Sheila wrote the next line, not realizing it was Koiné Greek:
‘Εν ‘αρΧη ην ‘ο λογος ην προς τον Θεον, και Θεος ην ‘ο λογος…
She realized that this was the first line of the prophecy of the gospel.
It was a short order because she had come this far, and it didn’t seem like the cosmic order of the universe was going to change for her. But she prayed nonetheless that the dice would roll in her favor.
There was a sense in which the justice that was inherent in the universe would come to her, and Dostoevsky’s floating ax would describe her fate. She looked at Poxig, who gave her a quick glance. Then, she returned to her prophetic wanderings.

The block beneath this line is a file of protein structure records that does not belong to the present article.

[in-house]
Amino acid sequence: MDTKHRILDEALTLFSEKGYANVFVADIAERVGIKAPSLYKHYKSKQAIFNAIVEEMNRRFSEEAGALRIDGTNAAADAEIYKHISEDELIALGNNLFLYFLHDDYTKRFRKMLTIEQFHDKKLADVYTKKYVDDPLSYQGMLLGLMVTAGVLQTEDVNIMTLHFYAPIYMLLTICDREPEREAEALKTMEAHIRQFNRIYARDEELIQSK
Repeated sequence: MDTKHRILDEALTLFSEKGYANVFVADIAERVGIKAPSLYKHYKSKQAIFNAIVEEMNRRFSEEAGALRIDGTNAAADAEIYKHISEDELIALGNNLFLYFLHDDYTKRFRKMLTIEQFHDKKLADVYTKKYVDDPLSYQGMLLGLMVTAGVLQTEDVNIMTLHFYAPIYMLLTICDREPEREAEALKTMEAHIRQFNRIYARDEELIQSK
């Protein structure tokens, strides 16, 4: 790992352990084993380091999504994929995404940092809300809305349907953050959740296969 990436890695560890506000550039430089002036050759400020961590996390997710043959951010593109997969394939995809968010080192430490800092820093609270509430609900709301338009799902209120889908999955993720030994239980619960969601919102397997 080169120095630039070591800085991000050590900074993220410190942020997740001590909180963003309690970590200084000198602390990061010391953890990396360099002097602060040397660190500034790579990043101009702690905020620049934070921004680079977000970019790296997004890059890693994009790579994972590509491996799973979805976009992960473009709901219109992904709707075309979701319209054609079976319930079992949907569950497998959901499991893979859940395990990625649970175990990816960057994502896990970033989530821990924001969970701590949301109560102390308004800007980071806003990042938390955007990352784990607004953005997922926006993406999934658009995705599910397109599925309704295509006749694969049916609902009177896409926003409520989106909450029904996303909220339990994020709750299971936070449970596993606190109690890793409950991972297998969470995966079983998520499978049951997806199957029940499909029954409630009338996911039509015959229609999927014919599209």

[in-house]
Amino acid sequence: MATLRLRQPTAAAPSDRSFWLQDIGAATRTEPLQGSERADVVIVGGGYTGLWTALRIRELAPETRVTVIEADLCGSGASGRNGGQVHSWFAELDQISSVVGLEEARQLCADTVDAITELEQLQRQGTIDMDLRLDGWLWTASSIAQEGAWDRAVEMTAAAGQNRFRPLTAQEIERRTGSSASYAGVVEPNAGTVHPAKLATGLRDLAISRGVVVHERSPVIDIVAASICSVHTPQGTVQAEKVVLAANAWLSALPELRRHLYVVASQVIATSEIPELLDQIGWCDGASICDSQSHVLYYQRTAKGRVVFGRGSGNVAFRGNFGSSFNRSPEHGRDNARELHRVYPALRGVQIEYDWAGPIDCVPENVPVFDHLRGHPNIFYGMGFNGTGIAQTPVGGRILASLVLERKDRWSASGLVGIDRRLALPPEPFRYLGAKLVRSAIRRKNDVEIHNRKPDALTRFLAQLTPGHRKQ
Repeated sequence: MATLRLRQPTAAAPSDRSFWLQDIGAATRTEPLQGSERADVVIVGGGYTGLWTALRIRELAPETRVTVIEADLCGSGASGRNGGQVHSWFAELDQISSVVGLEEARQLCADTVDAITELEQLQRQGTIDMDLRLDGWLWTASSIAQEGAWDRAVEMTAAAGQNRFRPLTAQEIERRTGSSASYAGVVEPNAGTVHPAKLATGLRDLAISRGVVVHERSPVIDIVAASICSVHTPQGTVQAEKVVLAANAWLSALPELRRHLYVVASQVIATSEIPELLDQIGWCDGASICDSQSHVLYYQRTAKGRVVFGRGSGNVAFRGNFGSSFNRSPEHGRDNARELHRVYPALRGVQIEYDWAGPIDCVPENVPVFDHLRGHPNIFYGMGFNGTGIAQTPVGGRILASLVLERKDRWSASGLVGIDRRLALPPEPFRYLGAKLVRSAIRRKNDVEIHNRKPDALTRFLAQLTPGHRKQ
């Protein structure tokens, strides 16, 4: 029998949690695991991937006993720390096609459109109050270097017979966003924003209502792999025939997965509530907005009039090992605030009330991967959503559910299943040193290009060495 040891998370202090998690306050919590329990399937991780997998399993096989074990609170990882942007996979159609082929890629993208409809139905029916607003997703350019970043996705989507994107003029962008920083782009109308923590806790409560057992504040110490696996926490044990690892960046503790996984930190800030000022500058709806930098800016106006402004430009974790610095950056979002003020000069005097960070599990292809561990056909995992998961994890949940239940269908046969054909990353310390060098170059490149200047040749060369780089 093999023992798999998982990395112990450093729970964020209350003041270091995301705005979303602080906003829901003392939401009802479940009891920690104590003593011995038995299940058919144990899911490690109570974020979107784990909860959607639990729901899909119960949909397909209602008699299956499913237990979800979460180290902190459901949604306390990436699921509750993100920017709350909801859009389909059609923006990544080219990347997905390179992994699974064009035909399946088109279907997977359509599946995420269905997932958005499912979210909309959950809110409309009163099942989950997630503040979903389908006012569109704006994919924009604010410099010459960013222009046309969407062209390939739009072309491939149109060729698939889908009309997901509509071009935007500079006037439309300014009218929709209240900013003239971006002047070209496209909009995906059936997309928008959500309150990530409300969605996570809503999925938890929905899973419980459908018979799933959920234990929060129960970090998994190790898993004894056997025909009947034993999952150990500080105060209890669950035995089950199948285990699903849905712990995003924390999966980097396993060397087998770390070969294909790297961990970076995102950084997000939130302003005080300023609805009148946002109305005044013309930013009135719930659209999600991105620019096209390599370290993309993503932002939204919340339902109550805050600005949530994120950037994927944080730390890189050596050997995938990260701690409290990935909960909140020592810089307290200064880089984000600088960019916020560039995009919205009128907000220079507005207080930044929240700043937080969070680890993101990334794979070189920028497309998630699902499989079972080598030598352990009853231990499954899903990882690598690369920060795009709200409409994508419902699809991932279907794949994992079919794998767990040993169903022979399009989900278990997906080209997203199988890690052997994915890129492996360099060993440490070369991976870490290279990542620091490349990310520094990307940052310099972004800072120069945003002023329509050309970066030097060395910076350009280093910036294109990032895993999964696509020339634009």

“Is it possible that each will receive his or her comeuppance?” she said.
“Yes, since the cosmic order of the universe could not be altered,” Poxig returned. But Poxig didn’t flinch. The still ax in space still terrified him. It was the absurdity of evil, that the great Dostoevsky had described.